Posted by: Judy K. Warner | November 9, 2013

Lying Alinskyite Obama vs. Bush’s culture of accuracy

Keith Hennessey, a policy aide in the George W. Bush administration, is blown away reading about how Obama’s lie about keeping your health insurance plan came about. He writes, in a post called Ensuring presidential accuracy & honesty:

…this sentence grabbed my attention:

One former senior administration official said that as the law was being crafted by the White House and lawmakers, some White House policy advisers objected to the breadth of Mr. Obama’s “keep your plan” promise. They were overruled by political aides, the former official said.

Overruled by political aides? On a question of accuracy and honesty?!?

It makes me nostalgic — indeed, it brings tears to my eyes — to read about the emphasis the Bush administration placed on truth.

As a policy aide one of my core responsibilities was to make sure the President’s policy was accurately communicated and that we could back up every word in the President’s prepared remarks…. While the most important of these discussions were about upcoming Presidential speeches, I had similar conversations several times each day. A huge part of a White House policy aide’s job is to be the internal “official” explainer of the President’s policy…. I remember spending close to an hour once trying different iterations to ensure the accuracy of a single sentence for the President.

When there was a conflict between the policy people and the speechwriters, accuracy ruled.  The culture of accuracy came from the president and was reinforced by his top aides.  It was a matter of ethics.  Also:

As a practical matter we also knew that any overstatement would do far more damage to the President than any temporary rhetorical advantage it might offer. We knew, with certainty, that even the slightest inaccuracy would immediately generate aggressive questions from a press corps that mostly leaned against us. …  Our relationship with the White House press corps was quite different than that facing Team Obama.

I don’t think the Obama administration had the slightest difficulty in rejecting the policy advisers’ advice to be truthful and going with the political aides.   A community organizer such as Barack Obama would be ready with useful lies, as Saul Alinsky recommended.

Barack Obama’s inspiration, Saul Alinsky

In a 2012 post on Breitbart, How Saul Alinsky taught Obama to say one thing and do the opposite, Awr Hawkins writes:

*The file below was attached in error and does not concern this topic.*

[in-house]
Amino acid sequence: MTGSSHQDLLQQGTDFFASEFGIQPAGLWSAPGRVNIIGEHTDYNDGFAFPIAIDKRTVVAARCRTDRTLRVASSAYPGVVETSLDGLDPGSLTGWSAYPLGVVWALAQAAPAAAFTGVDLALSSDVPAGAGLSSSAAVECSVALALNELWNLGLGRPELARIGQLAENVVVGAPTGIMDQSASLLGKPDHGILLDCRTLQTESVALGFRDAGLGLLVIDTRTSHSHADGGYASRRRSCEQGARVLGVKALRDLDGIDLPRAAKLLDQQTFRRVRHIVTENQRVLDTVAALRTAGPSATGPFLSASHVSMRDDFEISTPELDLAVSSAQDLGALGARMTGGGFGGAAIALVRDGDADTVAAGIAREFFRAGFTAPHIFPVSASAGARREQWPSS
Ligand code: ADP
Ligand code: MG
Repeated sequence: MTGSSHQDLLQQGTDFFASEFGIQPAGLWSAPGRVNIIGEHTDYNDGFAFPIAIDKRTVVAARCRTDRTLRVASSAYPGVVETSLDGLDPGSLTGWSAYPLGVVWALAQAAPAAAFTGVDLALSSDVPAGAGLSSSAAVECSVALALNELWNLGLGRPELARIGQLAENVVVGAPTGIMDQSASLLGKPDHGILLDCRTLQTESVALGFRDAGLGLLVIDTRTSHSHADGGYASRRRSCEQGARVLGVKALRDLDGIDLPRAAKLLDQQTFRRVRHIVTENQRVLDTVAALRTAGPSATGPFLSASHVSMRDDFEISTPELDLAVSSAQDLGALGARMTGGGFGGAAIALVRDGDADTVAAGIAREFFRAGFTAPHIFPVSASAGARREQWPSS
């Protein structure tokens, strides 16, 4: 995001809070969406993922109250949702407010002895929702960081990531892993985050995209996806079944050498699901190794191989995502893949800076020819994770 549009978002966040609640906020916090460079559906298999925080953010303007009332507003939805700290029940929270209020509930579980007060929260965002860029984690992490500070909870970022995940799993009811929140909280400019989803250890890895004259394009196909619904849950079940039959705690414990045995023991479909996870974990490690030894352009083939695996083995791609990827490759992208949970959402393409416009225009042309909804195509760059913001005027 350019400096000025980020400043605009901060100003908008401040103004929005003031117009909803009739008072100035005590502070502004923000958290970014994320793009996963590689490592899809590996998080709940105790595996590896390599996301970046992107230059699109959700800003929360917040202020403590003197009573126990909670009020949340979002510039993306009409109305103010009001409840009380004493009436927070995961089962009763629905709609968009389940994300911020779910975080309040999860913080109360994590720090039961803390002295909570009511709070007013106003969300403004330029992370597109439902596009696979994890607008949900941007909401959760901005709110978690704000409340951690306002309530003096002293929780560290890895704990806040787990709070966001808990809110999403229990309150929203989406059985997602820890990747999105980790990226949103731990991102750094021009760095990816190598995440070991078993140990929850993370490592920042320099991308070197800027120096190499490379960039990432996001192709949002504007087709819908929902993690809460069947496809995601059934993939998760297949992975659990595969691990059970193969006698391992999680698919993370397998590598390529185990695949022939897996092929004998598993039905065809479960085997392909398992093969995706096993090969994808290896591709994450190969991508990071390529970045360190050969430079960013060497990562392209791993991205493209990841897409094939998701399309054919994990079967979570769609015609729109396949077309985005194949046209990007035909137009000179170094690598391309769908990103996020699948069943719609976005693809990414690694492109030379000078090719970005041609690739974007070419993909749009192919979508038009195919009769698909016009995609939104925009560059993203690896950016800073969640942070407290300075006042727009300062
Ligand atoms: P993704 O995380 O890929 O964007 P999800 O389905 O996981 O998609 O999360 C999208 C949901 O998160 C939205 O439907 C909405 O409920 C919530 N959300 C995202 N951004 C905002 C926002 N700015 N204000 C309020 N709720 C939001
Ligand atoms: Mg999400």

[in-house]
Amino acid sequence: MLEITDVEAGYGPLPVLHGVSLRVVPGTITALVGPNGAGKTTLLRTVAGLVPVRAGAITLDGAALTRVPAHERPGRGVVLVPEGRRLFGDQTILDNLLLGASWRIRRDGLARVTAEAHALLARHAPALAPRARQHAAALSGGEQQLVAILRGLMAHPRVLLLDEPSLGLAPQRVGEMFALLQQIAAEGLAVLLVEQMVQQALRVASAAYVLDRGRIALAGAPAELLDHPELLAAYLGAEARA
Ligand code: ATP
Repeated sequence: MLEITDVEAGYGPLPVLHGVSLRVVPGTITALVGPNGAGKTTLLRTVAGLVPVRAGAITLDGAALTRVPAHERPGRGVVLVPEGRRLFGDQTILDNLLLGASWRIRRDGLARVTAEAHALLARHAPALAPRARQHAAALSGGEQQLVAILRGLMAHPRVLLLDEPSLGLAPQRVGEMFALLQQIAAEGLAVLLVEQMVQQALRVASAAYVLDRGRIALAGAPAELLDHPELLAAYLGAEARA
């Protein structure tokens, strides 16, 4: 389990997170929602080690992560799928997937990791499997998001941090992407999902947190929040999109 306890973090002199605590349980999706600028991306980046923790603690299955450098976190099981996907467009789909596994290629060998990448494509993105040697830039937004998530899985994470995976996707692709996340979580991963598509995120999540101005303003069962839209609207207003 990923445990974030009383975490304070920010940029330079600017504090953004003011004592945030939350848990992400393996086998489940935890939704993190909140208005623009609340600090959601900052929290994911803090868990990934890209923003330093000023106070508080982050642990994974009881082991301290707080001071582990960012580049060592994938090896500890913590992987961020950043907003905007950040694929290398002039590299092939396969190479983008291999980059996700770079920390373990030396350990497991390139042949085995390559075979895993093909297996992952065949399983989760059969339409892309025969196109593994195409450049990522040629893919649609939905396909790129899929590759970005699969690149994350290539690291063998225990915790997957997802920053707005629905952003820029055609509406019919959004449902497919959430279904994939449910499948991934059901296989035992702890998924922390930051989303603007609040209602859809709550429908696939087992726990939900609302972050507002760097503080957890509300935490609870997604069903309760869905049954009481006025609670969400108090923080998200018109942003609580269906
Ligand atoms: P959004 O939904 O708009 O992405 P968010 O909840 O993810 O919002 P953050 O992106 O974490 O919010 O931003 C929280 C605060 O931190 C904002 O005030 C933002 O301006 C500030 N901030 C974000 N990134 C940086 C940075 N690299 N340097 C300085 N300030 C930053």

For it was Alinsky who spent his life teaching would-be radicals (like Obama) that you can say what you have to say to get over the hump, but once you’re over the hump, you do whatever you want to do. In other words, it’s okay to present yourself as something moderate, even centrist, for the purposes of securing power, and once you’ve secured that power it is perfectly acceptable to revert to who (and what) you really are.

Wrote Alinsky: “In war, the end justifies almost any means.” And for Alinsky, as for Lenin and now for Obama, politics is war. Thus a politician is justified in hiding his intention to ban guns while running for office, and likewise justified in reversing position and working “under the radar” for gun bans once in office.

 It’s a sorry sign that so many people continued to believe the lying liar through years of his lies.  Let’s hope that his lie about health insurance hits close enough to home that his dishonesty — and his complete disregard for the welfare of the American people — will become obvious to all, even the star-struck media.



  1. I hate tp disagree but Bush ushered in the era of Obama thru his own progressivism and growth of government. The list is endless if I begin. The Bush name needs to be laid to rest in the history books and his legacy will not be stellar.

    • What do you disagree with? The subject of the post is lying. Do you disagree that Obama lies as easily as he breathes, and Bush’s administration had a culture of truth, as presented by Keith Hennessey? Or is this a comment that you copy to various blogs without reading them?

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